With the release of Seth Godin’s Linchpin (which I have yet to read) there has been a whole lot of buzz in the Blogosphere about “shipping it.” It’s good talk folks about the need to produce deliverable product each day and you should be paying close attention if you are not already doing so.
Ask yourself the questions what do I produce and do I ship it daily? When I answered these questions, my thinking once again went radical on me. My daily priorities have changed so much it makes me wonder how I was even modestly successful up to this point. Answer: I was working hard but not smart most of the time.
I have three priorities in my life;
- ColorMetrix CEO
- JimRaffel.com brand manager
- Most important, husband and father
Above all else and before the rest of my daily tasks, I must ship daily something of value to the constituents of each priority in my life.
In the case of ColorMetrix the highest value item I can produce is an engagement proposal. Buying into our ProofPass solution is a long-term (averaging 3+ years now) two-way commitment and nothing happens at ColorMetrix until an engagement proposal is accepted. The second most valuable item I ship for the company is communications (email and otherwise) related to completing engagement proposals or resolving existing client issues (happy customers are my number one priority).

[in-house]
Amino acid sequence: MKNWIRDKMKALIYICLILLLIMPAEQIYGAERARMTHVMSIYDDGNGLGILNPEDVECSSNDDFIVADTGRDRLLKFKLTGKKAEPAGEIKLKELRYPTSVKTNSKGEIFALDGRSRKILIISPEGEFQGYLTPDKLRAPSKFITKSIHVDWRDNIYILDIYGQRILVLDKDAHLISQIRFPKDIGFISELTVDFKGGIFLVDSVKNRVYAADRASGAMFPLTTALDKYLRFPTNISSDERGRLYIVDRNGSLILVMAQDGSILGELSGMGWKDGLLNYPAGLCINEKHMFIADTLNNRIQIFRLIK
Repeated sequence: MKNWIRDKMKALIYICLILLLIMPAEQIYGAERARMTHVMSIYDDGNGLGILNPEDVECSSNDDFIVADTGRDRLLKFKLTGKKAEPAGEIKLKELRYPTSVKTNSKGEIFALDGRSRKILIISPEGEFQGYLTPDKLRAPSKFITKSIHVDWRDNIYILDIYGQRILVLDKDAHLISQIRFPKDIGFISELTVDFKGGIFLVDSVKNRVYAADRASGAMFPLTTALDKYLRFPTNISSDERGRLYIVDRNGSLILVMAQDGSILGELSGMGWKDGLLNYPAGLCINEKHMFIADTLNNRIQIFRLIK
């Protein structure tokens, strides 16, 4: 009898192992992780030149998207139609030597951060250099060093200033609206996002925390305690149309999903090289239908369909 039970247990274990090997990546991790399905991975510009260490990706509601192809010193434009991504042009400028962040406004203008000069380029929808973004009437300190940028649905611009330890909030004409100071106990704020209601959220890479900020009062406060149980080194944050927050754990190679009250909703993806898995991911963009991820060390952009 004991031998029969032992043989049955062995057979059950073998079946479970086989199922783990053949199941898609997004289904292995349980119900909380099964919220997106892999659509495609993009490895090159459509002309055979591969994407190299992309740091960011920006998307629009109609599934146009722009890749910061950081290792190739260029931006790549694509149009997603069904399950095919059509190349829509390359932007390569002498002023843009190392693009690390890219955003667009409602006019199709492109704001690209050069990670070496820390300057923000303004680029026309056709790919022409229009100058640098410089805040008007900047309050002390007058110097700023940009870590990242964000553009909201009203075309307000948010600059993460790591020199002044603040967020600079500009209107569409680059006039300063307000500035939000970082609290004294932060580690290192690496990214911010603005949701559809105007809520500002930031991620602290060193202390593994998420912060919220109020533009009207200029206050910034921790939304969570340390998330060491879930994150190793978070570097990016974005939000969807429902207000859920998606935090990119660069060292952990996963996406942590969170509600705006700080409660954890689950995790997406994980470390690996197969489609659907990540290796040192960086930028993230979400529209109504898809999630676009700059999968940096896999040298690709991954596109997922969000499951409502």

Writing posts is the A #1 Priority for this blog. Without quality content you have no reason to visit and more importantly return again and again. I can only generate so much traffic with my email signature and witty tweets on Twitter. So, each day I focus on writing one quality post for the blog. In January I managed to produce one every other day. In February I churned out 17 posts in 28 days. With the new “ship it” mentality, March will be the month of 31 posts.
My family comes before my work. They may not always see it that way. Take a look at item #2 from My Top 10 Personal Development Tips. What they need is what we all need; love, support, attention, and sometimes direction. It’s so simple that sometimes I forget to gaze into my wife’s eyes and ask the question “How was your day sweetheart?” What I then need to produce and ship is kind and patient attention while I listen to the good the bad and the ugly of her day. For the kids it’s a simple “Can I help you with that?” Mine are teenagers now but when they were younger it was showing up for Cub Scouts, Father/Daughter events, and sporting events. Well, more than showing up, being present. I wish I could have some of those moments back to have been more present than I was.
Is it reasonable to ignore all the noise in your daily grind until you produce and ship what provides maximum value to your audience? Is it alright to have only one or two A #1 priorities each day and all the rest of the list falls where it may? Please let me know what you think in the comments, I promise to respond!